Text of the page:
“In such a crazy year, we have finally some great news,” said Sophia Giallanza, who came from Miami with her husband and son to see their first launch. “So it’s really wonderful.”
The three-men, one-woman crew led by Hopkins, an Air Force colonel, named their capsule Resilience in a nod not only to the pandemic, but also racial injustice and contentious politics. It’s about as diverse as space crews come, including physicist Shannon Walker, Navy Cmdr. Victor Glover, the first Black astronaut on a long-term space station mission, and Japan’s Soichi Noguchi, who became the first person in almost 40 years to launch on three types of spacecraft.
They rode out to the launch pad in Teslas — another Musk company — after exchanging high-fives and hand embraces with their children and spouses, who huddled at the open car windows.
Besides its sleek design and high-tech features, the Dragon capsule is quite spacious — it can carry up to seven people. Previous space capsules have launched with no more than three. The extra room in this newest capsule was used for science experiments and supplies.
The four astronauts will be joining two Russians and one American who flew to the space station last month from Kazakhstan. The orbiting outpost soared over the launch site a mere half-minute before liftoff.
The first-stage booster is expected to be recycled by SpaceX for the next crew launch. That’s currently targeted for the end of March, which would set up the newly launched astronauts for a return to Earth in April.
In the next 15 months, SpaceX should be flying roughly seven Dragon missions for NASA, both crew and cargo, Shotwell said.
While Bridenstine noted it was a beautiful launch, he stressed: “This is a six-month mission and it’s the first of many.”
“When you’re flying into space, there’s always risk and we will always be diligent,” he added.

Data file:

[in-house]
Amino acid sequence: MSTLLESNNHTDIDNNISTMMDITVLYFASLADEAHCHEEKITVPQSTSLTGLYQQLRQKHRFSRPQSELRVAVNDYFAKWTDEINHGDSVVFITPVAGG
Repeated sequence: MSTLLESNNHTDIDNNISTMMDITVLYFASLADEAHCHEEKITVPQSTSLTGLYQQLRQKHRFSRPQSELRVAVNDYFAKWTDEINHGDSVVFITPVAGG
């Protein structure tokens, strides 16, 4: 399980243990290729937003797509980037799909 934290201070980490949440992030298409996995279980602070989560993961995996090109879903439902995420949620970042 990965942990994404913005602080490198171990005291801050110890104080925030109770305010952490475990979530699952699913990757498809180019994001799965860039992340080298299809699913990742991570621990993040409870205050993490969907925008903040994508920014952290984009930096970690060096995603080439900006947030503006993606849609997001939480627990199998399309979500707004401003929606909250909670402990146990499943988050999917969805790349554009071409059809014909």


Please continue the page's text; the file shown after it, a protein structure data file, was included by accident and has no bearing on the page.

SpaceX and NASA wanted the booster recovered so badly that they delayed the launch attempt by a day, to give the floating platform time to reach its position in the Atlantic over the weekend following rough seas.
Boeing, NASA’s other contracted crew transporter, is trailing by a year. A repeat of last December’s software-plagued test flight without a crew is off until sometime early next year, with the first astronaut flight of the Starliner capsule not expected before summer.
NASA turned to private companies to haul cargo and crew to the space station, after the shuttle fleet retired in 2011. SpaceX qualified for both. With Kennedy back in astronaut-launching action, NASA can stop buying seats on Russian Soyuz rockets. The last one cost $90 million.
The commander of SpaceX’s first crew, Doug Hurley, noted it’s not just about saving money or easing the training burdens for crews.
“Bottom line: I think it’s just better for us to be flying from the United States if we can do that,” he told The Associated Press last week.
AP videojournalist Cody Jackson contributed to this report. Photos: John Raoux, Malcolm Denemark/Florida Today via AP.